• The Rule of Logistics: Walmart and the Architecture of Fulfillment
    Jesse LeCavalier
    University of Minnesota Press, 2016
    Jesse LeCavalier

Jesse LeCavalier, commemorative lapel pin, 2013.

This book addresses Walmart's architecture and urbanism in terms of its logistics operations. For Walmart, logistics dictates the design of the retailer's buildings, governs their deployment, and conditions the workers who operate them. By tracking Walmart's spatial operations, this book shows how the company's logistical obsessions have implications at all scales: from undermining the stability of architecture while investing it with political capacity; to challenging the inalienable features of locations by focusing on the aspects that connect rather than distinguish them; to blurring the threshold between man and machine in order create new possibilites for inhabitation. By doing so, the project identifies opportunities based on the features of logistics itself and argues that these concepts—including prototypes, loose forms, fungible locations, ambiguous borders, and recombinant territories—can help us think differently as we confront some of the contemporary challenges facing architecture and the city.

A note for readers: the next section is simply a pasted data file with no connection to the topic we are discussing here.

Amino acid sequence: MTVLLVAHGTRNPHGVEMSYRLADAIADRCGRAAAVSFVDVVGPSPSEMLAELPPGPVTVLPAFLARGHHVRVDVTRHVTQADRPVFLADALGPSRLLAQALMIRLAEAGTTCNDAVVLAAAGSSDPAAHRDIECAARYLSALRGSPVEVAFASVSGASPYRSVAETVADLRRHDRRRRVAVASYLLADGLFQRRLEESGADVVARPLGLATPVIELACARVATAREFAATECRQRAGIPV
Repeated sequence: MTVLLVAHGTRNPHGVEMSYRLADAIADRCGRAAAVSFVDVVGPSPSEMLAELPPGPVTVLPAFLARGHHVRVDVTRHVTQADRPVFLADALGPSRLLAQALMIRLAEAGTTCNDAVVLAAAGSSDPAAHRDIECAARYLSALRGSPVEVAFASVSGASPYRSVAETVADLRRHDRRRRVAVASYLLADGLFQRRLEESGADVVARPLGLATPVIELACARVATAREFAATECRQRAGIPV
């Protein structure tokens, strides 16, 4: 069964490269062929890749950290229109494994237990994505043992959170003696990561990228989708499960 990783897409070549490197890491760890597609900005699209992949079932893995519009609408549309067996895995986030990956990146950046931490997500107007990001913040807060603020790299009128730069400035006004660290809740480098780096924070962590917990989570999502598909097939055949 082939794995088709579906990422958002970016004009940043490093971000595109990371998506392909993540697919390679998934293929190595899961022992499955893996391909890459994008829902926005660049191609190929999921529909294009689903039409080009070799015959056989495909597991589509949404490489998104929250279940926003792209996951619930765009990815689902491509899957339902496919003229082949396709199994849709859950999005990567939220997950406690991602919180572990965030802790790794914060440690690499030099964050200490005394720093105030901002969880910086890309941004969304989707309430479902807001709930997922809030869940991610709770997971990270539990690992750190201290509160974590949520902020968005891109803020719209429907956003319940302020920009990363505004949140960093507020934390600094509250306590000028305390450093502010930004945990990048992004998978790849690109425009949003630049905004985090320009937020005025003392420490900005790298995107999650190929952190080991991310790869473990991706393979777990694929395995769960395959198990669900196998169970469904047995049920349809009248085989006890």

Jesse LeCavalier is an award-winning designer, writer, and educator. He is assistant professor of architecture at the New Jersey School of Architecture at NJIT and author of The Rule of Logistics: Walmart and the Architecture of Fulfillment (University of Minnesota Press, 2016). LeCavalier was a recipient of the New Faculty Teaching Award from the Association of the Collegiate Schools of Architecture (ACSA) in 2015, the 2010–11 Sanders Fellow at the University of Michigan, a Poiesis Fellow at the Institute for Public Knowledge at NYU, and a researcher at the Singapore-ETH Future Cities Lab. His work has been supported by the Graham Foundation, the New York State Council for the Arts, the BMW Foundation, NJIT, and the ETH Zurich. Recent publications include his contribution to the Oslo Architecture Triennale catalog (Lars Müller, 2016), the introductory essay to one of four sections in Infrastructure Space (Ruby Press, 2016), a contributed essay to the volume Smart City: Utopian Vision or False Dawn? (Routledge, 2016), an article in Volume 47: Short Circuits, and an essay in Harvard Design Magazine 43.